Jesus Gospel Of Love: With so many good Christians wanting the opportunity to inject their faith into their lives, it seems inevitable that Christian weight loss will become the hottest diet trend since the famous Scarsdale diet. But what goes into a Christian weight loss program, and what can you get out of it?
Number one, Christian weight loss, in terms of the actual plan, is similar to any other diet-there is plenty of healthy food on the menu, portion control is a high priority, and of course exercise is a key component.
The major difference comes in the mindset of the dieter, and these differences set Christian weight loss apart from other diets-both Christian and secular.
Many mega churches in America offer a community lifestyle centered on faith. The weekly activity calendars for these churches include aerobics classes called “Jumping for Jesus”, and there are many diet support groups that meet in church recreation centers. While there is a faith element in these activities, it’s more about bringing together dieters who have more in common than their desire to lose weight. This can be an advantage to the dieter-placing added emphasis on the group goal(s) and inspiration(s).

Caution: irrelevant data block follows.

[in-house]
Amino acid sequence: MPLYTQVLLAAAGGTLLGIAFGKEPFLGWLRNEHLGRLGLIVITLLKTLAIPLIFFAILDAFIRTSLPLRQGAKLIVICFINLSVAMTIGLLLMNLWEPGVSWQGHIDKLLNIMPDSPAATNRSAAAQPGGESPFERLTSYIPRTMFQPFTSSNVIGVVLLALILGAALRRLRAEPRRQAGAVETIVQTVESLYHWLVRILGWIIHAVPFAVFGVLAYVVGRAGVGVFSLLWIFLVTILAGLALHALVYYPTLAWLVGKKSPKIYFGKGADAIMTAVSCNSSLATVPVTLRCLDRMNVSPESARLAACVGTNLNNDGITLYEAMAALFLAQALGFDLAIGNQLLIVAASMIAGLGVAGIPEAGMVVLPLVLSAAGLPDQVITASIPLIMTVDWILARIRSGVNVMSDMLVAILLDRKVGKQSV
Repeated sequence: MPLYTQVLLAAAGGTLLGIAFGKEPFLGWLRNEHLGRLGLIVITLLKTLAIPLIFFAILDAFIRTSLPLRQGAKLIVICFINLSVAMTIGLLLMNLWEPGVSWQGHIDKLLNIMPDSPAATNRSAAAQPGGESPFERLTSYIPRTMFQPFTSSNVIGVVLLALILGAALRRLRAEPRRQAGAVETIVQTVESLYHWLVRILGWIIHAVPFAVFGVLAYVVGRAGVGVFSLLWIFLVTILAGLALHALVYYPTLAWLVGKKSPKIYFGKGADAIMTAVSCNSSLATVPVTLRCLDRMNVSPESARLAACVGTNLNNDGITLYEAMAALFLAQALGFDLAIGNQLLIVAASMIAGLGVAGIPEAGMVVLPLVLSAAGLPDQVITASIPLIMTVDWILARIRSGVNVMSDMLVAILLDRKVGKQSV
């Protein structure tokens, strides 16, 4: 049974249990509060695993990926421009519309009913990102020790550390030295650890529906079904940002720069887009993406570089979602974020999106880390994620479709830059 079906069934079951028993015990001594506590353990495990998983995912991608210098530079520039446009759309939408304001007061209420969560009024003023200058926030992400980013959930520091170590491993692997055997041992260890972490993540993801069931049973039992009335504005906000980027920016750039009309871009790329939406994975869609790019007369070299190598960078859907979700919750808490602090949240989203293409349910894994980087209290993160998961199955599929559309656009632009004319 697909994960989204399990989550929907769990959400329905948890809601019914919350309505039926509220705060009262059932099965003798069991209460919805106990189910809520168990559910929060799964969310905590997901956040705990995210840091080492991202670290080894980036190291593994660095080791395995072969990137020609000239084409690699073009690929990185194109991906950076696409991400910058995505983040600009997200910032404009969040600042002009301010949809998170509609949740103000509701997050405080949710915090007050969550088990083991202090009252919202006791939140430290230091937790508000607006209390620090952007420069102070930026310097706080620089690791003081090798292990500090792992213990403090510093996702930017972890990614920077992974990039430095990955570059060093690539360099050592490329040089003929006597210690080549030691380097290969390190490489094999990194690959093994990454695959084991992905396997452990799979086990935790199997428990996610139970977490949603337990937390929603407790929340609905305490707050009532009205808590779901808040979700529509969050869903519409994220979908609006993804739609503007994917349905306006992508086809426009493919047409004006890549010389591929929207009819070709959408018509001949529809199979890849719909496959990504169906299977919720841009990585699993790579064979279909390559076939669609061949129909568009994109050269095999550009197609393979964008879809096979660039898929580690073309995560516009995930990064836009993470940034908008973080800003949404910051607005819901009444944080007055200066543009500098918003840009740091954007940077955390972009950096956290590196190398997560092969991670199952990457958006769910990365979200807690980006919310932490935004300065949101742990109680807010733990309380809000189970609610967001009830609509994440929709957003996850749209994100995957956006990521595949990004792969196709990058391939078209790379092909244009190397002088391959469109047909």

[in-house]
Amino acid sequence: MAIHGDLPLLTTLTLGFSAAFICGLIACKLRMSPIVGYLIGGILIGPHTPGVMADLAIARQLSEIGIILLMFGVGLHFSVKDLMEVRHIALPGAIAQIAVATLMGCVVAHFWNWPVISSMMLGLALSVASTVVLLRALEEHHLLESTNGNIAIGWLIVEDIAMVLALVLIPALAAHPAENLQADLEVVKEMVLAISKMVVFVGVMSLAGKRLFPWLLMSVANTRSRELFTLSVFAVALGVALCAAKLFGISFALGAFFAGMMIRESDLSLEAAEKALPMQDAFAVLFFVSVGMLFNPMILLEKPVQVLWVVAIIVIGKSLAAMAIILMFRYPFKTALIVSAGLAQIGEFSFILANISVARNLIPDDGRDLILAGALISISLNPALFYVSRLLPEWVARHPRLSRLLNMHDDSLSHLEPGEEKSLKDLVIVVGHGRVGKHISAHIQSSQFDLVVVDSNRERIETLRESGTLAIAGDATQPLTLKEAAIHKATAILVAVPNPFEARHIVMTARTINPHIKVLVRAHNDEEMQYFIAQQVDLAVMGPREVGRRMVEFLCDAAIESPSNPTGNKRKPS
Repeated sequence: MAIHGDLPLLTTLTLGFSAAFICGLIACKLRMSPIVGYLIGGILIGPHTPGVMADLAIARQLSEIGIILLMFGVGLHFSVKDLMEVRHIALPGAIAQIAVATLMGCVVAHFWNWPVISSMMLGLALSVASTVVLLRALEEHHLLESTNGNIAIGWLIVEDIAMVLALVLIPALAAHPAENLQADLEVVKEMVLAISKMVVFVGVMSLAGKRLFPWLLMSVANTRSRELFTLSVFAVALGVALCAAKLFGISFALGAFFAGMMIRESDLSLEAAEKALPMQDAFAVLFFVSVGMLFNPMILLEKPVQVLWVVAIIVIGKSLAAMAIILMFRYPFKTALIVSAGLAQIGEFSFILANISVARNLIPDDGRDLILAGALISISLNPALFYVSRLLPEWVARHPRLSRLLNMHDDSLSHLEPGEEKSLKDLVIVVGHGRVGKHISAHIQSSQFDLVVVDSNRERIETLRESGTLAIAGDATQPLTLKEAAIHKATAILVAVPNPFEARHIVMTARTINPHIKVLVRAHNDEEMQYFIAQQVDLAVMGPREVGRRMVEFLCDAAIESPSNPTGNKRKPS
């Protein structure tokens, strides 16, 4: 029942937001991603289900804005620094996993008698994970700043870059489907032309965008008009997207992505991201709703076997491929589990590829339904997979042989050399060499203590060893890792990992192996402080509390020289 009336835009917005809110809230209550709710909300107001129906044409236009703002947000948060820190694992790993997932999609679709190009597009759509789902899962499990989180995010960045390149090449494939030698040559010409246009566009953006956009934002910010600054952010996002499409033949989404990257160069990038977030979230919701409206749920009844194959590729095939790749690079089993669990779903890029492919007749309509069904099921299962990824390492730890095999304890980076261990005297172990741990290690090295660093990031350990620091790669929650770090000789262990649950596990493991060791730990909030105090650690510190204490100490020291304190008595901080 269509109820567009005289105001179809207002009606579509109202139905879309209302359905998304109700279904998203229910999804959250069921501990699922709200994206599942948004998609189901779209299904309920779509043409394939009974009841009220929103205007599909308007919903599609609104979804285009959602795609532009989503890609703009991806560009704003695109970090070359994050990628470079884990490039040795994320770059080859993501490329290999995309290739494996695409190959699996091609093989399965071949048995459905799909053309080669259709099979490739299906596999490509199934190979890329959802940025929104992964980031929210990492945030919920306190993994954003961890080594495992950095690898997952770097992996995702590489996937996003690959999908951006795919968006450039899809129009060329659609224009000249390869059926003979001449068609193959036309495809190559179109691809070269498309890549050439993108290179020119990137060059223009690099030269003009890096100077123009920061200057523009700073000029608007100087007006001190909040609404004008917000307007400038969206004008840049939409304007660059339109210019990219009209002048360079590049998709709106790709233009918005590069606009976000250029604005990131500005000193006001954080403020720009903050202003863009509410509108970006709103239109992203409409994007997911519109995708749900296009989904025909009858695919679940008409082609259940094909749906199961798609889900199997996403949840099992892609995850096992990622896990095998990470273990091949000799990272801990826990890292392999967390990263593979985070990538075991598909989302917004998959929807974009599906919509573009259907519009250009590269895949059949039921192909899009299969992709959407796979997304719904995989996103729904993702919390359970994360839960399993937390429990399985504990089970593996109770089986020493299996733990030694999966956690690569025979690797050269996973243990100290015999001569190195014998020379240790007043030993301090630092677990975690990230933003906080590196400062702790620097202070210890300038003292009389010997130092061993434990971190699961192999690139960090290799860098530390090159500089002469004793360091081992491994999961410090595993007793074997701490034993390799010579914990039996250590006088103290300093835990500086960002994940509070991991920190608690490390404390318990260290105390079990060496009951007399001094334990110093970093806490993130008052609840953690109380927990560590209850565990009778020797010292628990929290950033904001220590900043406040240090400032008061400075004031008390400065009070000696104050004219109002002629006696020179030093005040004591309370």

Then there is Dr. Rita Hancock’s Eden diet, which delves into the idea of showing God that you’re worthy of His love by being a good Christian through dieting. As she says, “God is not a whip-cracking overlord who cares about the minutia of what you do or don’t eat.” She posits that: “He loves you the same yesterday, today, and tomorrow, no matter how much your weight fluctuates.” Knowing this, you should change and make weight loss a vehicle that demonstrates your love for God-as opposed to your obedience to Him.
Others take a harder line on Christian weight loss, suggesting that overeating reveals flagrant hypocrisy, which ruins your Christian witness and steals your energy, zeal, and ability to serve the Lord physically. They offer up proof through the Scripture that overeating, and therefore being overweight, is the very definition of gluttony (one of the seven deadly sins.)
They use this scare tactic to force you into purchasing their weight loss guides. While this might work for some, in general negative reinforcement rarely works in weight loss. These types of diets are the “Christian Boot Camp” version of harsh diet regimens, and should be avoided.